Vision Res. 2023 Sep 16;213:108317. doi: 10.1016/j.visres.2023.108317. Online ahead of print.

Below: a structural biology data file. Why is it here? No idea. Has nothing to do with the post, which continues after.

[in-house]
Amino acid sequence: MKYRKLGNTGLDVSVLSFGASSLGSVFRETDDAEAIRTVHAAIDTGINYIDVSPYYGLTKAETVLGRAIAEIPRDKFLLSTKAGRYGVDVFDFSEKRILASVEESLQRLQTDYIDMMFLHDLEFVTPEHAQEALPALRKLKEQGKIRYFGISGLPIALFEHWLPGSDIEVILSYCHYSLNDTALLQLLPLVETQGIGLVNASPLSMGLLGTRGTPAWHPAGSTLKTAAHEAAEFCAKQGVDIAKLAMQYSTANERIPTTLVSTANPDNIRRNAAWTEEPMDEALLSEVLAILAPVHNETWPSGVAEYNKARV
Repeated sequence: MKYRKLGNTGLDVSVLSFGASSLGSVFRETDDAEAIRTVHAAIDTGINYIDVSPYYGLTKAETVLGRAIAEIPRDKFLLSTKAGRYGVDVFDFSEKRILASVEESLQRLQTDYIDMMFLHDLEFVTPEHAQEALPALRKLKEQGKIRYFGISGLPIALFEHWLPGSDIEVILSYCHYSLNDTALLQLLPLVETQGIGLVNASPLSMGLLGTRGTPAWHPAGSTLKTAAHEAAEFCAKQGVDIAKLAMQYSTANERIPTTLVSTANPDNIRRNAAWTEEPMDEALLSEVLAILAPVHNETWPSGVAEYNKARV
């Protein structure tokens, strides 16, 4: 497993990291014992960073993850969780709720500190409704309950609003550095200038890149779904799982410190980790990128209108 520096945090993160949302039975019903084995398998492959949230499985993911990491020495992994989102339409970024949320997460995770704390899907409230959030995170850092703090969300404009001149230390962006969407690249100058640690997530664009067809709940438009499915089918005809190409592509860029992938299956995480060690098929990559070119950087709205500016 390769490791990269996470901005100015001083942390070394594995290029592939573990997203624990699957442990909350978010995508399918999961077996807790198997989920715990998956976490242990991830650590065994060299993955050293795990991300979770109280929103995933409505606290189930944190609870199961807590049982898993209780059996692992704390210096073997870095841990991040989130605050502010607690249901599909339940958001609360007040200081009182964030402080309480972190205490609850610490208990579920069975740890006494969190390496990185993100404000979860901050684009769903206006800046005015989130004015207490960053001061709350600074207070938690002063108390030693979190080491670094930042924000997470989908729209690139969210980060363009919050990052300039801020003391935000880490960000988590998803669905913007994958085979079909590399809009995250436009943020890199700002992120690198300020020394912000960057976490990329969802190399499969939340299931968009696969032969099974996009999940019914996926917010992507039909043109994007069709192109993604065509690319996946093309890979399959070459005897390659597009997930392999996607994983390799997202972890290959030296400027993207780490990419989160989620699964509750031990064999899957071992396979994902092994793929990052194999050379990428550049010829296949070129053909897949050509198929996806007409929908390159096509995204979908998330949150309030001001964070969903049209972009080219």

Gene therapy is a flourishing field with the potential to revolutionize the treatment of genetic diseases. The emergence of CRISPR-Cas9 has significantly advanced targeted and efficient genome editing. Although CRISPR-Cas9 has demonstrated promising potential applications in various genetic disorders, it faces limitations in simultaneously targeting multiple genes. Novel CRISPR systems, such as Cas12 and Cas13, have been developed to overcome these challenges, enabling multiplexing and providing unique advantages. Cas13, in particular, targets mRNA instead of genomic DNA, permitting precise gene expression control and mitigating off-target effects. This review investigates the potential of Cas12 and Cas13 in ocular gene therapy applications, such as suppression of inflammation and cell death. In addition, the capabilities of Cas12 and Cas13 are explored in addressing potential targets related with disease mechanisms such as aberrant isoforms, mitochondrial genes, cis-regulatory sequences, modifier genes, and long non-coding RNAs. Anatomical accessibility and relative immune privilege of the eye provide an ideal organ system for evaluating these novel techniques’ efficacy and safety. By targeting multiple genes concurrently, CRISPR-Cas12 and Cas13 systems hold promise for treating a range of ocular disorders, including glaucoma, retinal dystrophies, and age-related macular degeneration. Nonetheless, additional refinement is required to ascertain the safety and efficacy of these approaches in ocular disease treatments. Thus, the development of Cas12 and Cas13 systems marks a significant advancement in gene therapy, offering the potential to devise effective treatments for ocular disorders.